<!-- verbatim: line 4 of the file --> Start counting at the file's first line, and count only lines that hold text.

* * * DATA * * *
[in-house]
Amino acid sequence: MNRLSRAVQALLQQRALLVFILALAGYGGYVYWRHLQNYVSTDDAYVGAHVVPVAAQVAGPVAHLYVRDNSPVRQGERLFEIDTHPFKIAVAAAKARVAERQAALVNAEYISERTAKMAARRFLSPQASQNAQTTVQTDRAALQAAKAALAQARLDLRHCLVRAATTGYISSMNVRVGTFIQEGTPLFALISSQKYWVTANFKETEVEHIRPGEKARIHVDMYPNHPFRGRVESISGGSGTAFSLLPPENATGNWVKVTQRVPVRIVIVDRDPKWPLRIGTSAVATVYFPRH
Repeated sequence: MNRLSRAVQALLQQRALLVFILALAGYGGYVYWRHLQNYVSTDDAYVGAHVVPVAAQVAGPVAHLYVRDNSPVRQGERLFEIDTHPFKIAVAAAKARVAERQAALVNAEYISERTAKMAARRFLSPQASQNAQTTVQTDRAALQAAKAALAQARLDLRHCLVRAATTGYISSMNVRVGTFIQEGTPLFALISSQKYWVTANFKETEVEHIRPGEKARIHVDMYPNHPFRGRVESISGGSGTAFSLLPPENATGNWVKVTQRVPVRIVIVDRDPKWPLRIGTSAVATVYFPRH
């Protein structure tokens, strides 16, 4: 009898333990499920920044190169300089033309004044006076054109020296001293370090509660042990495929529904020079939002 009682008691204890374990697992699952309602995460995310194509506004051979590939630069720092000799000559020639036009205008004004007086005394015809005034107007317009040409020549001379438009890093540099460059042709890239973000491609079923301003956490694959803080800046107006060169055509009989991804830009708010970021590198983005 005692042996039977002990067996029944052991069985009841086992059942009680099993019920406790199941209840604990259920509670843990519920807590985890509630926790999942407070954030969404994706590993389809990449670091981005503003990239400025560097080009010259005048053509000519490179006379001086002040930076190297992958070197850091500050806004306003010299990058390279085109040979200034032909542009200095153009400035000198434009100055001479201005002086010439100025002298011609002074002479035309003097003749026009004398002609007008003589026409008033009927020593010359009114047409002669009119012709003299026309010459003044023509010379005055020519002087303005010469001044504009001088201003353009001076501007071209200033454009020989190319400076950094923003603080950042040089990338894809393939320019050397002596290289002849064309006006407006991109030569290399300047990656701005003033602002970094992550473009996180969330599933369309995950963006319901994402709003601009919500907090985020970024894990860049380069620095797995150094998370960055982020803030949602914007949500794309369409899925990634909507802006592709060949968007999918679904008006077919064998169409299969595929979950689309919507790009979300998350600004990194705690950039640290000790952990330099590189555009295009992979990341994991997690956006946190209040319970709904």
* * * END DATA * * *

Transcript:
């Protein structure tokens, strides 16, 4: 009898333990499920920044190169300089033309004044006076054109020296001293370090509660042990495929529904020079939002 009682008691204890374990697992699952309602995460995310194509506004051979590939630069720092000799000559020639036009205008004004007086005394015809005034107007317009040409020549001379438009890093540099460059042709890239973000491609079923301003956490694959803080800046107006060169055509009989991804830009708010970021590198983005 005692042996039977002990067996029944052991069985009841086992059942009680099993019920406790199941209840604990259920509670843990519920807590985890509630926790999942407070954030969404994706590993389809990449670091981005503003990239400025560097080009010259005048053509000519490179006379001086002040930076190297992958070197850091500050806004306003010299990058390279085109040979200034032909542009200095153009400035000198434009100055001479201005002086010439100025002298011609002074002479035309003097003749026009004398002609007008003589026409008033009927020593010359009114047409002669009119012709003299026309010459003044023509010379005055020519002087303005010469001044504009001088201003353009001076501007071209200033454009020989190319400076950094923003603080950042040089990338894809393939320019050397002596290289002849064309006006407006991109030569290399300047990656701005003033602002970094992550473009996180969330599933369309995950963006319901994402709003601009919500907090985020970024894990860049380069620095797995150094998370960055982020803030949602914007949500794309369409899925990634909507802006592709060949968007999918679904008006077919064998169409299969595929979950689309919507790009979300998350600004990194705690950039640290000790952990330099590189555009295009992979990341994991997690956006946190209040319970709904």